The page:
Arpita Mukherjee & Tanu M Goyal: Negative WPI hides consumer agony
Nov 27 2015
Rising concern over hike in prices of essential goods like pulses, onions
Compared to September, when the year-on-year inflation as measured by the WPI fell by 4.5 per cent, it fell by about 3.8 per cent in October. This has attracted attention of policymakers, economists and consumers. While the present government is taking credit for negative WPI, there are increasing concerns about rise in prices of some essential commodities such as onions, pulses and tomatoes that has dampened the good news about negative WPI. It is, therefore, important to understand, why the inflation numbers are projecting different stories and how these numbers impact poor and middle class consumers.
Food and grocery accounts for almost 30 per cent of the consumption expenditure of a middle-class Indian consumer. It is even higher for the poorer consumers. A detailed look at the WPI data reveals that, while the overall commodity price index has shown a decline in October, when all commodities taken together registered deflation, food articles registered a moderate year-on-year inflation of 2.4 per cent.
Further, within food articles, certain commodities that form an essential component of Indian diet have registered a very steep rise in prices. The case of onion is well known. Compared to October 2014, the prices of onion increased by 85.7 per cent to the shock of the common man. Among all the commodities (food and non-food) taken together, onion has registered the highest level of inflation. The story of pulses such as arhar and urad is no different. Other essential agricultural commodities such as garlic also registered a huge increase in the prices. Interestingly, some commodities such as potato, banana, rice and poultry chicken, among others, registered a deflation.
Again, among all the WPI commodities (food and non-food) taken together, potatoes have registered the highest level of deflation. The question is why different food items are behaving differently. Is it only because of the production pattern? If one looks at onion, tomatoes, potatoes and garlic — all of these are part of daily diet — they all follow typical production cycles, but the price fluctuations are different.
While demand has its role, the supply side factors play a key function in determining consumer prices. A study conducted by the authors reveals interesting facts about the nuances of food supply chain in India, some of which can explain the different inflationary trends across agricultural commodities. Food articles such as potatoes and banana have a matured supply chain due to the strong backward and forward linkages.
Potatoes have a huge demand from the processed food industries and companies such as McCain and PepsiCo have invested substantially in development of the potato supply chain and allied infrastructure such as cold chains. Around 70 per cent of the cold storages in India cater to potato and the cold chain system has helped to mitigate the demand-supply gaps and seasonality in production.
On the contrary, for onions and tomatoes the domestic supply chain and cold storage facilities are not well developed. As a result, by the time the season ends, there is a rise in the prices of these commodities till the next crop. Further, there are poor storage facilities and packaging houses are located far from farmlands.
The per-rack rentals for storing these products are very high and often the farmers have to sell these at throwaway prices to recover some money. In addition, there is limited demand for processed varieties such as tomato puree and freeze-dried onions that are available year-round and do not require sophisticated storage facilities.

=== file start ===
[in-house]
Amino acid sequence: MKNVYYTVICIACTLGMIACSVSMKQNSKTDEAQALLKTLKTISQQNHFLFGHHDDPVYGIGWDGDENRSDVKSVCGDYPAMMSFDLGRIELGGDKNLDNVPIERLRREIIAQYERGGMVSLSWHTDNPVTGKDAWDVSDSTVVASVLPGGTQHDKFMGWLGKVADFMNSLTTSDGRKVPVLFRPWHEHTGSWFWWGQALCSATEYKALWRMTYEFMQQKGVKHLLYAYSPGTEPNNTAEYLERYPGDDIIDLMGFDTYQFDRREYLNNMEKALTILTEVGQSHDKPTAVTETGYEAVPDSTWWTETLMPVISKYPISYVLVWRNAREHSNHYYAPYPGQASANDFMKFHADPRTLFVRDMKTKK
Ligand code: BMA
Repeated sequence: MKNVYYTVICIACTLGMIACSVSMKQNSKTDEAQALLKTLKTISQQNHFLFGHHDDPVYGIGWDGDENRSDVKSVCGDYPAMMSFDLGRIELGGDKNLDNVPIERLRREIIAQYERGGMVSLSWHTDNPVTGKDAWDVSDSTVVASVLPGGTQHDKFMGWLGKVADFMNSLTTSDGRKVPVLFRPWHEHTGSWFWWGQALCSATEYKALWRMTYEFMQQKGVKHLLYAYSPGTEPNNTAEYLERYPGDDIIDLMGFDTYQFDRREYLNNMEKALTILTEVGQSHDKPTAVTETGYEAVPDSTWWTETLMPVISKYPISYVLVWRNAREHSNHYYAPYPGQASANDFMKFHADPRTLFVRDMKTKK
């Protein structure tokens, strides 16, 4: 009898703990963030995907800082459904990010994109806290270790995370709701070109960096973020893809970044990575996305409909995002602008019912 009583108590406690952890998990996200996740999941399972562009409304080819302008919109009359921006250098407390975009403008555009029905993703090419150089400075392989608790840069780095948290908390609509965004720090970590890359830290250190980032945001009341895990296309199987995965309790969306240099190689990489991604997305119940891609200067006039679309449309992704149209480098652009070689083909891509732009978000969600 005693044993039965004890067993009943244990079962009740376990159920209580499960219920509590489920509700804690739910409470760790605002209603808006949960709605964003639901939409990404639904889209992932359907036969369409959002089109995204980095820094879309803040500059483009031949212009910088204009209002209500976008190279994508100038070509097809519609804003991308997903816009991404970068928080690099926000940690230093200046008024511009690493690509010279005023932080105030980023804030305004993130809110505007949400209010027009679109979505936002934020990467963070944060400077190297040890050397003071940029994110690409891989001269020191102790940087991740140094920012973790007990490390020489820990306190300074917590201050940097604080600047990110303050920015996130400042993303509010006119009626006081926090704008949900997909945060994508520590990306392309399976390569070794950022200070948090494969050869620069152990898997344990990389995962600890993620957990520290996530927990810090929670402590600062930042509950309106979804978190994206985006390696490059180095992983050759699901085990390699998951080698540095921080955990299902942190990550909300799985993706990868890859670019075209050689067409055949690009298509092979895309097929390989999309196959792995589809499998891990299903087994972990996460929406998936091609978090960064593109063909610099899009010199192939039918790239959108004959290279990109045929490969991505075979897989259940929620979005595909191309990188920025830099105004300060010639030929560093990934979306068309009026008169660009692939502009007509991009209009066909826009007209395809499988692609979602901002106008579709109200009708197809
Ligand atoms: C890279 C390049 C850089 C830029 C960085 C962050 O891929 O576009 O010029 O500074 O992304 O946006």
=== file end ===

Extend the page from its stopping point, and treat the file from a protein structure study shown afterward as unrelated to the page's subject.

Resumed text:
The cost of processed products is high and consumers and yet to experiment with processed onion and garlic, unlike the consumers of developed countries. As a result, these products experience abrupt rise in prices after the end of the season. Given that these are essential components of diet there is some amount of hoarding. This, together with the restriction on imports, further accelerates their prices.
Pulses have a unique story. Most pulses are traded in the commodity market. In India, most dry commodities are stored in basic warehouses largely run by the Food Corporation of India, the Central Warehousing Corporation and state government warehouses. The presence of private sector in storage and warehousing is a recent phenomenon. Unlike rice and wheat that are regularly distributed through the public distribution system (PDS), certain pulses such as arhar and urad do not have a regular PDS. As a result, these articles often face a price rise due to hoarding in the commodity market. Moreover, the supply chain is fragmented and controlled by a number of middlemen. Unlike fresh fruits and vegetables, the cost of storing nonperishable commodities in warehouses is negligible, and hence, hoarding makes business.
Thus, efficiency in the food supply chain plays a key role in determining price stability. To combat the sudden rise in prices of essential agriculture commodities, the government can encourage food processing for certain essential commodities such as onions that have seasonal production. ]
The government should also support food processing through awareness campaigns. Processing will benefit he farmers and reduce hoarding. Taxes on processed food have to be lower so that the prices are affordable to the consumers. The restrictions on trade in agriculture commodities should be relaxed so that consumers have access to imports during shortages and price rise. Most importantly, inter-state restrictions on mobility of agriculture commodities have to be removed and the government should intervene to take strict measures against hording of food articles.
- Arpita Mukherjee is professor and Tanu M Goyal is a consultant at the Indian Council for Research in International Economic Relations (ICRIER)